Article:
Ha! Ha! I say as I watch the trees around me losing leaves and bending near double....ha Ha very funny!
Despite the irony of the situation which I know will be lost on them all – there has been, as always, some really interesting dialogue and thinking. I don’t want to repeat it all or the subtle variations and nuances in ideas. People should join the forum if they want that level of detail. But here are some main points.
It started when Thomas asked if there were any thoughts for light air sails for his pathfinder. Big overlapping lightweight jibs and a top sail were some suggestions which then raised questions about the need for a roller furler; the need for a forestay and a bowsprit extension. How much might the overlap on the jib be? Perhaps more roach in the main with full sized battens could be an alternative?
Some advice was proffered...set the jib flying on an extra halyard with a double halyard on a block at the head of the sail to tension up the luff; in this way the normal jib could be furled and stowed and the extra large jib could be dropped when the wind rose.
Another line of thought was about the skills needed to sail in very light winds....forget altering the boat....learn these skills and any boat will do better in light winds. Would the book by Tom Cunliffe, "Hand Reef and Steer" have any worthwhile advice and tips in it for arranging rigs and light airs sailing?
John had this to say about sailing in light winds.........
The trick? Ease the sails out until the leach tell tales fly and then gradually pull in the sail until they stall and then ease the sail out a fraction. No sudden movements so the boat doesn’t rock and slow......and then the boat should start moving albeit slowly.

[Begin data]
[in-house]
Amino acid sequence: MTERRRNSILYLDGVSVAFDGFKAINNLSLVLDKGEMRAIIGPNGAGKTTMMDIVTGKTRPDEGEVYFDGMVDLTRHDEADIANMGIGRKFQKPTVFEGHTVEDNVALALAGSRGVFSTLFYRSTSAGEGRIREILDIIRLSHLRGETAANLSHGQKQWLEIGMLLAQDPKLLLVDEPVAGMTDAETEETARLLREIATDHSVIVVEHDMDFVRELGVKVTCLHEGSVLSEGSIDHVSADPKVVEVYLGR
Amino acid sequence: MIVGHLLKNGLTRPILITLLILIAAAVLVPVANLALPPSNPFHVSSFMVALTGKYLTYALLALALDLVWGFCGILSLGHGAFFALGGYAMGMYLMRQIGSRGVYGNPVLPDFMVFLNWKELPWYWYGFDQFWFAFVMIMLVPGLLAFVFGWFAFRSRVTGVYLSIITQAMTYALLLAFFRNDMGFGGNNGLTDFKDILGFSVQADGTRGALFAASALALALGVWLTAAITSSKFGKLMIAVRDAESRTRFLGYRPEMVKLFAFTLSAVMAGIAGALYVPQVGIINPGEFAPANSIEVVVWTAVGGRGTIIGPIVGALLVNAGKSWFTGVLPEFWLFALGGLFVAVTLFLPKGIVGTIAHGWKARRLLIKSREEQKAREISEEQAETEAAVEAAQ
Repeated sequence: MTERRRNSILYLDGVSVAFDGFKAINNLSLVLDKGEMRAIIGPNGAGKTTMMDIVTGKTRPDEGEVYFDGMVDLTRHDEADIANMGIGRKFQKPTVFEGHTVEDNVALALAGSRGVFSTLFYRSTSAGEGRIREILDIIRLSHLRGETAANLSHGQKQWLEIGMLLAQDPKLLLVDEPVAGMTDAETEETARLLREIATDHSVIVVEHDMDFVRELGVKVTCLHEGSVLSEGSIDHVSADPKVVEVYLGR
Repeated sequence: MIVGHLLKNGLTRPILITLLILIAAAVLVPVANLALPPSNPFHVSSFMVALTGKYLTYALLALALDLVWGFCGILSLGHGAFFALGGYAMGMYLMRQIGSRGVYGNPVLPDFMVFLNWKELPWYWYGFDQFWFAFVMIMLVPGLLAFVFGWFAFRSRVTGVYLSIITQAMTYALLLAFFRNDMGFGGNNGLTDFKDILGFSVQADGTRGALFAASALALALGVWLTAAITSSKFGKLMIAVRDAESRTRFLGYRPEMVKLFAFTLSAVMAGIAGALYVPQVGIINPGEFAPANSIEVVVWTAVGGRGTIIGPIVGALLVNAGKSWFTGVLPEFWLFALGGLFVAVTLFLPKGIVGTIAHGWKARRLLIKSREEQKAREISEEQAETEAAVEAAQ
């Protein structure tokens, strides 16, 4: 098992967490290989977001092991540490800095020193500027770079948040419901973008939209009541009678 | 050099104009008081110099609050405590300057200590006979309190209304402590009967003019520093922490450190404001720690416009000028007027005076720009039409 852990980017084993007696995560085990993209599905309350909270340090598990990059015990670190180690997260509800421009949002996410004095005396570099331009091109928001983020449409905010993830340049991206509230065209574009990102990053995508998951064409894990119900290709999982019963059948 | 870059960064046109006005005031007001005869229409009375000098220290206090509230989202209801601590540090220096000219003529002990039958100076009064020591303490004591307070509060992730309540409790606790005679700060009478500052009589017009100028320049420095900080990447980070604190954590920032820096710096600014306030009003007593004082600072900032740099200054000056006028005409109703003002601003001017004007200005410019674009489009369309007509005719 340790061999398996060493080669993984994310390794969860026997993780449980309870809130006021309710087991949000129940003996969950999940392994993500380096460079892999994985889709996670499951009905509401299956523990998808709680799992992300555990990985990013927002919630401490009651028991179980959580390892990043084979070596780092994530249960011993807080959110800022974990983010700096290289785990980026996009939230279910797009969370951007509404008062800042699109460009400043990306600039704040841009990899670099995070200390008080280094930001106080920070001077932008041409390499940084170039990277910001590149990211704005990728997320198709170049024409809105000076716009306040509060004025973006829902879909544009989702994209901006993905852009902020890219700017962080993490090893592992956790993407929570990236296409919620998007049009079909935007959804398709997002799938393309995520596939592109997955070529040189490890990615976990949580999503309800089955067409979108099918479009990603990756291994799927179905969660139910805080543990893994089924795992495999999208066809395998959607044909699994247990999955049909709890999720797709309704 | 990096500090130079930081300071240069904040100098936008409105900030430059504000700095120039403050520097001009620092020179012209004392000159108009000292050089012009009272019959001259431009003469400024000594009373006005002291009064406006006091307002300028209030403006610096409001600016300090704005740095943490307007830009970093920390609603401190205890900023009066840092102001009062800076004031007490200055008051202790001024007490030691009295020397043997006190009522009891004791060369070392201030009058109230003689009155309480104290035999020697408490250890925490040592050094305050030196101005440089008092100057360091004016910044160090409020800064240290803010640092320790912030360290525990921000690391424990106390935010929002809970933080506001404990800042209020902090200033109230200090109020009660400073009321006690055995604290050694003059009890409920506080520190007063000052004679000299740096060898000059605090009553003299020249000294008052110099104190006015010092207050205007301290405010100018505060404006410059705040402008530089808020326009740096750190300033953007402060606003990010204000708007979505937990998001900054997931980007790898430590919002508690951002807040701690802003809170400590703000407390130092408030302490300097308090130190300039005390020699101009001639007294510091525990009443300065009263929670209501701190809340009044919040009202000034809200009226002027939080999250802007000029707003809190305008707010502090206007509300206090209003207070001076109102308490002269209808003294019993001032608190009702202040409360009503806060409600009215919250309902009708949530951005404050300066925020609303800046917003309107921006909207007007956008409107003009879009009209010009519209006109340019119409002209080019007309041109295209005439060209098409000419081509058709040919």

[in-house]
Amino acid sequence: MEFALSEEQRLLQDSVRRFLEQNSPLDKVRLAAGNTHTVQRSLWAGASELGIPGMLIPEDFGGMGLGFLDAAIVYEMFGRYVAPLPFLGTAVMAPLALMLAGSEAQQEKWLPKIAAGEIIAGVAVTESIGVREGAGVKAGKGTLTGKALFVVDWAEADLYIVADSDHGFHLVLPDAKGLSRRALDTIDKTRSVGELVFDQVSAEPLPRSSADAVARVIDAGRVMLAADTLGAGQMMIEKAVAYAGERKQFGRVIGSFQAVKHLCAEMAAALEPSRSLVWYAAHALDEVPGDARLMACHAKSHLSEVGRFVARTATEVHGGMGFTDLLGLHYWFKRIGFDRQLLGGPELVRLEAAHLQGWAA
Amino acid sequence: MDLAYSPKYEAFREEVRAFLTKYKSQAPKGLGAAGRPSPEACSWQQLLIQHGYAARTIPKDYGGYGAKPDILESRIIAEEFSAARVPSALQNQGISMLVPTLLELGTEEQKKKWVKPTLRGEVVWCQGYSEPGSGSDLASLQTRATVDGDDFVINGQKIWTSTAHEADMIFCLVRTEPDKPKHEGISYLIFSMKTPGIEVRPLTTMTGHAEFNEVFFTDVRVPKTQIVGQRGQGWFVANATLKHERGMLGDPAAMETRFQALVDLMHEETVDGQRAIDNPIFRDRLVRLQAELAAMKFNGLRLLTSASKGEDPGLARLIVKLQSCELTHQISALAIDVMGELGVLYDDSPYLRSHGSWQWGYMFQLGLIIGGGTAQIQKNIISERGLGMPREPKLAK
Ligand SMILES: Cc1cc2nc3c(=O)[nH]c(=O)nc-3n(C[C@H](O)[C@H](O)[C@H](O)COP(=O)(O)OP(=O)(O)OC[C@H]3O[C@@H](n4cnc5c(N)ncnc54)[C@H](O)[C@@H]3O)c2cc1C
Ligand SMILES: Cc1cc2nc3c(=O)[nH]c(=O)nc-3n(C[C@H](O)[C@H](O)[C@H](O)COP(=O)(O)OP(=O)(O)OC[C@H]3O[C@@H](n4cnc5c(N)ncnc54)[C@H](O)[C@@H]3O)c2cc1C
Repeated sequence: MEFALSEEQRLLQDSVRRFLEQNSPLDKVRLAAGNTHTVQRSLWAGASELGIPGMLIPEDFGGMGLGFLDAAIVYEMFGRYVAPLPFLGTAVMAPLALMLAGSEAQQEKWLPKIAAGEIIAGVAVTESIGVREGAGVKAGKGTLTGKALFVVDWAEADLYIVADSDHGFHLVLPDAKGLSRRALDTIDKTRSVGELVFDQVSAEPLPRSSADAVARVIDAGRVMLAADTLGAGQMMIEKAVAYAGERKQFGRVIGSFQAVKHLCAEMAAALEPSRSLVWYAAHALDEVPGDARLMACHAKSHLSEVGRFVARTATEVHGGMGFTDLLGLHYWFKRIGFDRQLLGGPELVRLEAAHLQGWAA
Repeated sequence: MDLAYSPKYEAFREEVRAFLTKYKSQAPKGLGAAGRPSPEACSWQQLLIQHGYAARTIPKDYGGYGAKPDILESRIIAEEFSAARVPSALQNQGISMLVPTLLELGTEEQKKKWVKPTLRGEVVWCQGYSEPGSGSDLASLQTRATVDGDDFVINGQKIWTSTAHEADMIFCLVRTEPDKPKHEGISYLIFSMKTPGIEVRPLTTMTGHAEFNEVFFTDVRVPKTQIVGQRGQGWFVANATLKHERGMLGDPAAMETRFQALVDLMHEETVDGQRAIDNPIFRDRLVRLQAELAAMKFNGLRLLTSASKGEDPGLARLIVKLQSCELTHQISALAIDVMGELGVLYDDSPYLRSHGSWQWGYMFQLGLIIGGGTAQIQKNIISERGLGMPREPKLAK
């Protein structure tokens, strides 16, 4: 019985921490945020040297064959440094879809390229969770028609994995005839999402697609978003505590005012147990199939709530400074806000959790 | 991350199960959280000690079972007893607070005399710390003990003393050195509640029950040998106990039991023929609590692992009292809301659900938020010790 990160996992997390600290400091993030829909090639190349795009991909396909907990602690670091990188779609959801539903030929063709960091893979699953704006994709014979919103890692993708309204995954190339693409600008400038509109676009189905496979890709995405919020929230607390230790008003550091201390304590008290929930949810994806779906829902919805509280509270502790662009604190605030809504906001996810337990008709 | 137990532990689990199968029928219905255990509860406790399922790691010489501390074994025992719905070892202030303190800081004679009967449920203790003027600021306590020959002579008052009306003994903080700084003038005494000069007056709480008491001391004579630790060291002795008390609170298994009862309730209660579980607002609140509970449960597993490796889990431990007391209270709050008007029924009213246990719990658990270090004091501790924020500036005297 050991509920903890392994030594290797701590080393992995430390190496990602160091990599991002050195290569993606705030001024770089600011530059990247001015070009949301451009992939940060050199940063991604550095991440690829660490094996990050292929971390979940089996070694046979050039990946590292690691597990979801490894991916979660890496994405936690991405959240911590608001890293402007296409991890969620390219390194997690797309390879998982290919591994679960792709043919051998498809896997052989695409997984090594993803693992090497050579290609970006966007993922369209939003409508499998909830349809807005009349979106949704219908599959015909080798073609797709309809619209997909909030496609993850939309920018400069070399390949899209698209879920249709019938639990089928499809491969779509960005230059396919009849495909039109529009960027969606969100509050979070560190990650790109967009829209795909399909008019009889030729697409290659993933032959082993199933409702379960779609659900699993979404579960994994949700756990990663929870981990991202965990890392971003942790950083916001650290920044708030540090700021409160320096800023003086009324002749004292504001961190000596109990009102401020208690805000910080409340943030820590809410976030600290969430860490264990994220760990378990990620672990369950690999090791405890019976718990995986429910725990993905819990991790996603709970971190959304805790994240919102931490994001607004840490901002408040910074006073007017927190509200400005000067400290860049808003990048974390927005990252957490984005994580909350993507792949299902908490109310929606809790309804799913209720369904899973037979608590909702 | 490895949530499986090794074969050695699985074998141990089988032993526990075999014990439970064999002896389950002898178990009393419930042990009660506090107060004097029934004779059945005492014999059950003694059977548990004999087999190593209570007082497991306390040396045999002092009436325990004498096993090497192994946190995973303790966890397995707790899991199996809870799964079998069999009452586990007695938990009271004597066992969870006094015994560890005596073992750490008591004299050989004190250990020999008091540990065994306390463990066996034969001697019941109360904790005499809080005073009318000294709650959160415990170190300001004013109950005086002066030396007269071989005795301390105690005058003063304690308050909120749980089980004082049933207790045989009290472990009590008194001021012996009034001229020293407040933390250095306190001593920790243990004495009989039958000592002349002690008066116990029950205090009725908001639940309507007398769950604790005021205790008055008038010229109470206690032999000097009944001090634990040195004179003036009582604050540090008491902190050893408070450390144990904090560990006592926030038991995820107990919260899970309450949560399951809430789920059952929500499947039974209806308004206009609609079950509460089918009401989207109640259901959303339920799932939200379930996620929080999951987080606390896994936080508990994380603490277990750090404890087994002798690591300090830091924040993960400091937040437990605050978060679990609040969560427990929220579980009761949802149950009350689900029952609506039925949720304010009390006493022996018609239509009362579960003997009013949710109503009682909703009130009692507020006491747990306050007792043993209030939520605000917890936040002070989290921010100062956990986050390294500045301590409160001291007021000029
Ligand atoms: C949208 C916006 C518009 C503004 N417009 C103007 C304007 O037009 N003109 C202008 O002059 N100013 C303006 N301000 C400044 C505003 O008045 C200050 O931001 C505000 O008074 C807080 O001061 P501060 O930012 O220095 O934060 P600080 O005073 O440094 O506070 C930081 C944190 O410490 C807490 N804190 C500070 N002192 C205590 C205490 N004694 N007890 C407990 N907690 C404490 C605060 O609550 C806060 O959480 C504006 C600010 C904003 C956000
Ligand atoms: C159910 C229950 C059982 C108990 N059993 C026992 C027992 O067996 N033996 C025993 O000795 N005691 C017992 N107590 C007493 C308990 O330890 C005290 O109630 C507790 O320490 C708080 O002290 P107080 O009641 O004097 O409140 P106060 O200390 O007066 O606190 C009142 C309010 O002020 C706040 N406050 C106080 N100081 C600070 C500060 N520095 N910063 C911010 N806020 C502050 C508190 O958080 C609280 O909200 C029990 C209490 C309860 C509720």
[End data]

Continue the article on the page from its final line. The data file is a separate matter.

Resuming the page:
Once moving, steer for optimum pointing angle AND DON’T PINCH or sail close to wind as speed will fall off. Watch you don’t sheet in too much which will stall the wind flow across the sails. Keep feeling for the stall point and use the leach tell tales.
With regard to sail setting John advised they should be set full, easing the outhaul and the halyard, moving the jib sheet fairlead forward and inward a little. Trim the boat – bow down and heeled slightly to leeward and the stresses ‘sit still’!
Minute tiller movements and if sailing downwind, go at 150 deg off the wind direction so there is some flow past the boat.
As John put it.........
Others noted that good sailors know where to find the light airs and most wind and that some suggest the use of a GPS to judge speed and to help make these small adjustments. Avoid excessive turns on the rudder as it acts as a big brake. Hold the tiller in one direction; allow the boat to find its own way. Try using a logger too!
My thanks to Steve, JW, Robin, Anders, Thomas, George, Hajo, Osbert and others for some illuminating discourse.
Of course you could always switch on the outboard.................................I can’t believe I just said that. I go now to wash out my mouth with coal tar soap and water!